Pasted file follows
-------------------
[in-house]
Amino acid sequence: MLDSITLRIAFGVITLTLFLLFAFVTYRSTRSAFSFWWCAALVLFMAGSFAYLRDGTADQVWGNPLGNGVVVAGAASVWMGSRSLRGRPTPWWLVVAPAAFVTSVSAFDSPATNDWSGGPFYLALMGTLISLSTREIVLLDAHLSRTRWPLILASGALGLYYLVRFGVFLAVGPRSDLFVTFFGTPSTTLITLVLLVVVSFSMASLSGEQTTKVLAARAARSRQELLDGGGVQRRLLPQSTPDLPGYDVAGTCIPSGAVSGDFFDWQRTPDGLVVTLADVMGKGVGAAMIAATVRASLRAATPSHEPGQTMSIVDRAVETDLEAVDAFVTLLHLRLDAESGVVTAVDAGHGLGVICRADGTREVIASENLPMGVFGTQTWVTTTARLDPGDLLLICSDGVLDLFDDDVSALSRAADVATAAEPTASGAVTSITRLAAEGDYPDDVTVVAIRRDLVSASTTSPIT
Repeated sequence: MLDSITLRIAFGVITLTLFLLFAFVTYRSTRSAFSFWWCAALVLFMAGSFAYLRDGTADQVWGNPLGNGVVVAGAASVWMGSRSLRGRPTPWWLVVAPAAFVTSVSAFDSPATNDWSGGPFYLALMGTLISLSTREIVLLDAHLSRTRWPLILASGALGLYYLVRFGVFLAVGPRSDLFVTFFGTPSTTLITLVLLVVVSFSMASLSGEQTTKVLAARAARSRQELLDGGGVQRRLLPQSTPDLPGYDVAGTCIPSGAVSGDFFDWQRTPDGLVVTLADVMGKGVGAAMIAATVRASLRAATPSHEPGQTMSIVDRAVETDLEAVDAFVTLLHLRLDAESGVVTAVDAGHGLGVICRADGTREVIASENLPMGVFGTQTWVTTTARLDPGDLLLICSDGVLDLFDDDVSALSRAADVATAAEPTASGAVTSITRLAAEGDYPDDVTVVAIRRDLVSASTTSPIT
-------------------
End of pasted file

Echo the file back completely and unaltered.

[in-house]
Amino acid sequence: MLDSITLRIAFGVITLTLFLLFAFVTYRSTRSAFSFWWCAALVLFMAGSFAYLRDGTADQVWGNPLGNGVVVAGAASVWMGSRSLRGRPTPWWLVVAPAAFVTSVSAFDSPATNDWSGGPFYLALMGTLISLSTREIVLLDAHLSRTRWPLILASGALGLYYLVRFGVFLAVGPRSDLFVTFFGTPSTTLITLVLLVVVSFSMASLSGEQTTKVLAARAARSRQELLDGGGVQRRLLPQSTPDLPGYDVAGTCIPSGAVSGDFFDWQRTPDGLVVTLADVMGKGVGAAMIAATVRASLRAATPSHEPGQTMSIVDRAVETDLEAVDAFVTLLHLRLDAESGVVTAVDAGHGLGVICRADGTREVIASENLPMGVFGTQTWVTTTARLDPGDLLLICSDGVLDLFDDDVSALSRAADVATAAEPTASGAVTSITRLAAEGDYPDDVTVVAIRRDLVSASTTSPIT
Repeated sequence: MLDSITLRIAFGVITLTLFLLFAFVTYRSTRSAFSFWWCAALVLFMAGSFAYLRDGTADQVWGNPLGNGVVVAGAASVWMGSRSLRGRPTPWWLVVAPAAFVTSVSAFDSPATNDWSGGPFYLALMGTLISLSTREIVLLDAHLSRTRWPLILASGALGLYYLVRFGVFLAVGPRSDLFVTFFGTPSTTLITLVLLVVVSFSMASLSGEQTTKVLAARAARSRQELLDGGGVQRRLLPQSTPDLPGYDVAGTCIPSGAVSGDFFDWQRTPDGLVVTLADVMGKGVGAAMIAATVRASLRAATPSHEPGQTMSIVDRAVETDLEAVDAFVTLLHLRLDAESGVVTAVDAGHGLGVICRADGTREVIASENLPMGVFGTQTWVTTTARLDPGDLLLICSDGVLDLFDDDVSALSRAADVATAAEPTASGAVTSITRLAAEGDYPDDVTVVAIRRDLVSASTTSPIT